Associations of Neighborhood Characteristics With the Location and Type of Food Stores

Latetia V. Moore, MSPH; Ana V Diez Roux, MD, PhD


Am J Public Health. 2006;96(2):325-331. 

In This Article


Our results show that neighborhoods differ in the types of food stores that are available, and that the location of food stores is associated with neighborhood racial/ethnic and socioeconomic composition. Predominantly White and wealthier areas were found to have more supermarkets than were predominantly minority and poorer areas after we accounted for population and geographic size. In contrast, small grocery stores were more common in predominantly minority areas and in poorer areas. In general, poorer areas and non-White areas also tended to have fewer fruit and vegetable markets, bakeries, specialty stores, and natural food stores. Liquor stores were more common in poorer than in wealthier areas.

In a study of 4 areas (of which 1 was Forsyth County, NC, also included in these analyses), Morland et al.[4] also found that significantly more supermarkets were located in White than in Black neighborhoods and that smaller grocery stores were more common in Black neighborhoods. Sloane et al.[7] also reported that a higher proportion of convenience stores and small grocery stores were in predominantly minority communities than were in predominantly White neighborhoods. To the extent that supermarkets offer a broader choice of affordable healthy foods, these patterns could have consequences for the diets of residents.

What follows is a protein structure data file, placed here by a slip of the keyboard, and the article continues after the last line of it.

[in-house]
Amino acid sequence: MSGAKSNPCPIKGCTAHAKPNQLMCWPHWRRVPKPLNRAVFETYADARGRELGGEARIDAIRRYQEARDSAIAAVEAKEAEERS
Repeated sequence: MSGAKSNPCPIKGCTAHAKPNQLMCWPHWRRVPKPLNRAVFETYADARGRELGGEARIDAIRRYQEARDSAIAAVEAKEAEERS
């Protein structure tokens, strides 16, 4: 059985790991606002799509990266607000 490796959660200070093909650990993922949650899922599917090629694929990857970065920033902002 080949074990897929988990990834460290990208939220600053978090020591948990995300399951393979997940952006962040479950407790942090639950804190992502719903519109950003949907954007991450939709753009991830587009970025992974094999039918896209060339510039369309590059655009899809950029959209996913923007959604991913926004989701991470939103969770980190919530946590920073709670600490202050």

By examining a range of different types of stores, we showed that the pattern is significantly more complex than simply fewer supermarkets and more small grocery stores in predominantly minority neighborhoods. Minority and poor neighborhoods also had proportionately fewer bakeries, natural food stores, and specialty stores. Predominantly Black neighborhoods had fewer fruit and vegetable markets in 2 of the 3 sites. In contrast, meat and fish markets were more common in minority neighborhoods in New York and North Carolina and in poor neighborhoods generally. Convenience stores were more common in minority neighborhoods in New York. In general, the food environment appears to be less diverse in poor and minority neighborhoods than in wealthier and predominantly White neighborhoods. Clearly, the food store environment differs across the 3 sites studied and also differs in complex ways across neighborhoods within sites. The types of stores present are clearly a limited measure of the availability of healthy foods, because even the same "type" of store may offer very different food choices in different types of neighborhoods. A recent study by Horowitz et al.[23] found that only 18% of bodegas, or small grocery stores, in a minority neighborhood carried a selection of healthy foods compared with 58% of those in a predominantly White area. Thus, more detailed assessment of actual food offered may show even greater differences in the local food environment than those suggested by differences in the simple counts of different types of stores.